Thank you, Dad
“Moms get all the glory.”—muttered by my husband, feeling underappreciated.
While he’s not often right, in this case I think my husband is correct. Moms are on the front line; we are often the ones who see the first smiles, who cheer the successes, who know the secrets. Plus, our kids are forever in our debt because we birthed them.
But with Father’s Day approaching, I’m thinking about the role of fathers. In particular, I’m thinking about my own father, and what he’s given me. He turned 90 this year, and it’s high time I thanked him.
It’s time I thanked my dad
Thank you for providing for me financially.
That seems fairly obvious. I grew up with a roof over my head and food on the table. It wasn’t an extravagant existence, but there was money for necessities and also for extras like dance and piano lessons. I never thought to thank him—or even appreciate him—for working and being financially responsible to ensure my happiness and safety. I now know (as an adult, and a parent myself) that not all children are provided for like that, and that it is an act of generosity and love to provide for your children.
Thank you for loving my mother, and giving me a stable family.
My dad loves a strong and smart woman. His example taught me that women who are articulate, intelligent, feisty, and strong-willed should be loved and appreciated.
Marriage isn’t always easy, but you’d hardly know it around my parents. Theirs is one of the great love stories of all time; their marriage is in its 67th year. They work together and laugh together. They are each other’s biggest fans. They have given me a wonderful and enduring example of loyalty, faithfulness, and love.
Thank you for being adventurous.
My parents love to travel, and we were no strangers to adventure. As a family, we had frequent camping trips, hikes at state parks, and days spent boating. We roasted marshmallows, we fished, we sang “Michael Row the Boat Ashore” around campfires.
Since we kids have grown up, my parents have traveled the world. When they were more mobile—really up until their mid-80s—they were always up for something new, ready to pack their bags, looking for adventure. Dad once told me that when invited to go, to do, to try—always say yes. Say yes to travel, say yes to trying the new food, say yes to meeting someone new. Say yes to adventure.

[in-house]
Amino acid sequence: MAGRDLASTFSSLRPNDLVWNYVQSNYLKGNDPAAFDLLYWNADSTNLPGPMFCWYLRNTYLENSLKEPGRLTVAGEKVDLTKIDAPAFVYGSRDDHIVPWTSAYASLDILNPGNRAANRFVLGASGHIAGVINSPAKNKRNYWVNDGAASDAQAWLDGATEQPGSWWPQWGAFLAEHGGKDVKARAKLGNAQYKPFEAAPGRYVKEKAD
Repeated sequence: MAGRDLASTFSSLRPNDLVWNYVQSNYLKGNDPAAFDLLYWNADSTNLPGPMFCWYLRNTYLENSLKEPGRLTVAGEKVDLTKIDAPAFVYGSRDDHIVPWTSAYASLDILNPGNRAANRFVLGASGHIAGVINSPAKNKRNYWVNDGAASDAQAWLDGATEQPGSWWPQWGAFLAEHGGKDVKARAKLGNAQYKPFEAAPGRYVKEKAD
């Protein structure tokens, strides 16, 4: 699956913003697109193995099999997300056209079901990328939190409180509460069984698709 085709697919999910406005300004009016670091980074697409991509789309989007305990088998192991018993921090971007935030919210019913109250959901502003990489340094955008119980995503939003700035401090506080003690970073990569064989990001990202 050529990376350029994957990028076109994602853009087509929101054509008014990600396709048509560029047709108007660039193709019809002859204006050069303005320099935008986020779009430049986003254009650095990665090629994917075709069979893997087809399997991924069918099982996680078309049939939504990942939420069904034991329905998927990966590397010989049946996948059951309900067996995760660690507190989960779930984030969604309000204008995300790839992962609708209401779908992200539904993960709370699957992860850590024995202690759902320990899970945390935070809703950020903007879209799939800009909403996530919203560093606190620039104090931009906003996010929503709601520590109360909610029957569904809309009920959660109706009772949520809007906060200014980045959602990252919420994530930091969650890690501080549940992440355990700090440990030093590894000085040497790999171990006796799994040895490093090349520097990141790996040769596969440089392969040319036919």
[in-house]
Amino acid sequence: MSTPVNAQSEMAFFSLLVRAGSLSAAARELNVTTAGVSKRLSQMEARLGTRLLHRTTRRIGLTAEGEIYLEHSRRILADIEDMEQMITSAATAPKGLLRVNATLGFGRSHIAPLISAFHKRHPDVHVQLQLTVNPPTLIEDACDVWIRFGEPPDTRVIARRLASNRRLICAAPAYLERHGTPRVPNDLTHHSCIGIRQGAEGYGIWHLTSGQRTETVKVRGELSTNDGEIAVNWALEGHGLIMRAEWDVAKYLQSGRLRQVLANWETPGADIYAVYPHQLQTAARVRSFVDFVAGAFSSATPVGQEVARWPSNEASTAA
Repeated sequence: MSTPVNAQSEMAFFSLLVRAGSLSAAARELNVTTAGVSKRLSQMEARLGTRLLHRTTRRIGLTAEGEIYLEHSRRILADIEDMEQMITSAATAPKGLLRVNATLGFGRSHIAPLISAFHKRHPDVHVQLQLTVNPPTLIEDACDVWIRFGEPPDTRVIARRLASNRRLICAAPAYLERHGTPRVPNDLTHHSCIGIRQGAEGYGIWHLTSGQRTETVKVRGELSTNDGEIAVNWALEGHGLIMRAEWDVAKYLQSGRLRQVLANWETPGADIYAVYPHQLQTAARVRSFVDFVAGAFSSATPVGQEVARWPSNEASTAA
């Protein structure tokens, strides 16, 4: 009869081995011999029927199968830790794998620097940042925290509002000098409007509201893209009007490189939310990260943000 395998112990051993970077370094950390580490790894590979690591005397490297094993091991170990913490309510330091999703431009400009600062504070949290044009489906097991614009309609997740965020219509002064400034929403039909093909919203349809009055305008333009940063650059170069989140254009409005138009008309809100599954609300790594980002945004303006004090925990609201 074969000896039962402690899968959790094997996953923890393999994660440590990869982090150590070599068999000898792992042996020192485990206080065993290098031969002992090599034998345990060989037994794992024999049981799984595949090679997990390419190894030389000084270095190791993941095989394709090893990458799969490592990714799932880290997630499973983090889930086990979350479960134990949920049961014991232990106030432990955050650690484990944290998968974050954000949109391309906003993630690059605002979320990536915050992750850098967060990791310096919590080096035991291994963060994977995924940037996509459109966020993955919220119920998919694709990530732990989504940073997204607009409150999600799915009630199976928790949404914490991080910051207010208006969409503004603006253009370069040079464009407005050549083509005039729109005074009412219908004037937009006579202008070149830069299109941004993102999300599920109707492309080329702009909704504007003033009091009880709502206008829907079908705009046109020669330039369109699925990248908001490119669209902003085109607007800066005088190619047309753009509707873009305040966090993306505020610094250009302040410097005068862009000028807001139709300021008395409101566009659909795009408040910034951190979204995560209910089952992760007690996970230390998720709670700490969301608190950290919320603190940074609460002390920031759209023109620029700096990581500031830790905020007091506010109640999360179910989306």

Thank you for laughing.
My dad is a giggler. He loves to laugh. He tells a great joke and is very funny. I love a good giggle too, and I can forgive a thousand slights if you’ll just make me laugh. I have to believe I got this from my father.
Thank you for dancing.
No one can cut the rug like my dad. Put on a little Glenn Miller and he’d be out on the dance floor, making his partner feel like Ginger Rogers. I grew up in a house where people dance.
If you don’t dance, you should. I defy you to be sad when you’re dancing.
Thank you for loving me and my siblings.
We aren’t always easy kids. But Dad always loves us and is there for us, even when we’ve been troubled or troubling.
When I was a senior in high school, I attended a prom with an on-again-off-again boyfriend from a neighboring town. Apparently, it was more off-again than I understood, as he ditched me at his prom. There I was in my Gunne Sax prom dress with baby’s breath in my hair, standing alone in an unfamiliar gym while the DJ blasted “Stairway to Heaven.”
(In 1982 there were no cell phones, so when you stood alone in an awkward situation you couldn’t stick your face in a cell phone and act like it didn’t bother you.) After standing bravely with a fake smile on my face for two hours, trying not to cry, I finally made my way to the pay phone and made a collect call to my dad. When he heard the tremor in my voice, his first words were, “Where can I come get you?”
Parents of the 60s, 70s and 80s were more hands-off than parents today. But my siblings and I knew then and know today that Mom and Dad are always there for us, ready to come pick us up when we feel abandoned.
Thank you for teaching me to choose a good man.
Obviously I haven’t always chosen good men (or good boys), hence the abandoned-at-the-prom scenario. But as I matured, I learned to choose more wisely.
I didn’t realize it when I married him, but my husband has many of the qualities I admire in my dad. He works hard; he has integrity; he is funny and makes me laugh; he loves to travel and is adventurous; he is involved in his community; he is faithful to God and to our family. I believe that he will always be loyal and constant to us.
My kids are lucky to have him as their dad. I imagine that some day my kids will realize the great example their father set, and I hope that they will try to follow in his very impactful footsteps.
Thank you, Dad. I’m grateful for all you’ve given me. I fall short on measuring up to the great example you’ve set for me—I won’t ever be as smooth on my dancing feet as you once were—but it gives me something to reach for.
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